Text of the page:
Handling accounts system access
How do finance directors handle requests by junior directors to access the accounts?
As a finance director, you'll almost certainly have full access to your company's accounts system. If you don't, you really need to question your relationship with your MD and your shareholders. However, how do you handle requests by junior directors to access the accounts?
The law makes it clear that all company directors need access to the company's management accounts and accounting records to do their job properly.
There is a statutory right to access those records under section 388(1) of the Companies Act 2006 and furthermore these records should be kept available for inspection (by the Company's officers) at all times at the Company's registered office (or other place as the directors think fit). If they understand their obligations properly, all directors will demand this right if they don't have it at the moment.
By 'director', we mean a board director. However, companies frequently give individuals job titles with the word 'director' in them, even if they are not board directors.
This is not a sensible practice, for reasons not relevant to this article, but unless those individuals are board directors, or what the law calls 'shadow directors', then the right to access accounts does not extend to them.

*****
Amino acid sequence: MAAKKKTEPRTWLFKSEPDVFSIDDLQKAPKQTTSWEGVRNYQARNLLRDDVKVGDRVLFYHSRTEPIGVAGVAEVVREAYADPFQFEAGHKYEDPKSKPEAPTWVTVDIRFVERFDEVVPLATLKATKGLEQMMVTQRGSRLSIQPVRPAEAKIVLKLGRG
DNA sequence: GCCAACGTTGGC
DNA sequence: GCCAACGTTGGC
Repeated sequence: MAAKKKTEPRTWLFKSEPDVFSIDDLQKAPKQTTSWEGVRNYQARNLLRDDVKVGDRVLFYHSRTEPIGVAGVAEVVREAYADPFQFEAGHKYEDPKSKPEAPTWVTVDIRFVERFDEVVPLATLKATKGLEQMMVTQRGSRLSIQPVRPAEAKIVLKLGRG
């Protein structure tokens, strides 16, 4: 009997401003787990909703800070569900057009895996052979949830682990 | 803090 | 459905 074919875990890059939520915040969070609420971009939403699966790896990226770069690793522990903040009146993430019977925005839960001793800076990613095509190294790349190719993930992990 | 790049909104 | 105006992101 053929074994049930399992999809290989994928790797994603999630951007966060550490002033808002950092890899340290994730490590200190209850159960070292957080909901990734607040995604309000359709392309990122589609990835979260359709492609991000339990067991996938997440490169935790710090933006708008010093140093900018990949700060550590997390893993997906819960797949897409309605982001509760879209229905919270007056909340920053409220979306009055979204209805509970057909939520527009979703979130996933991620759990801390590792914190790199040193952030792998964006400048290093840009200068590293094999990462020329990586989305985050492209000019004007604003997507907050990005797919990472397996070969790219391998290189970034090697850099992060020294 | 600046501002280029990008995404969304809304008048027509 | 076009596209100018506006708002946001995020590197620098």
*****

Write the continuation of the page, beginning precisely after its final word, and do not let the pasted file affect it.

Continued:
You will be aware that all the directors are potentially personally liable for the company's debts if it becomes insolvent. This is why the law places an obligation on them to take steps to protect the creditors, and give them the rights to access the accounts.
However, this doesn't mean that junior directors need the ability to make changes to the accounts, or make ledger entries. Read-only access is sufficient.
You should impress on junior directors as part of their induction process the fact that the company's accounting systems contain confidential information, and take appropriate steps to protect that confidentiality, including placing suitable provisions on the transfer of the information elsewhere, storing it on laptops, ensuring it is encrypted, and effectively deleting it or returning it if the director leaves the company.
The flip side of this is that if full access to the accounts system is restricted to one or two people, death or incapacity of those people can be critical to the business if no one is able to access the accounting systems.
This is a contingency that directors have a duty to plan for, and one option may be for the passwords to be held with a trusted third party (such as the company's auditor) with instructions to release them specified other directors only on the death or incapacity of the existing holders.
Also, remember that there is a whole set of passwords which are likely to be vital to the company. As well as access to the accounts system, there is the computer's administrator password, the access password to the company's broadband accounts, passwords to any security systems and alarms, encryption keys, passwords to allow access to data backups. The loss of any one of these could be critical to the company's survival.
Encourage junior directors to raise any questions they may have with you initially. This is preferable to them mis-understanding something they have seen and having them immediately running off to seek advice elsewhere, or raising the alarm (although you must never try to prevent them from exercising those rights).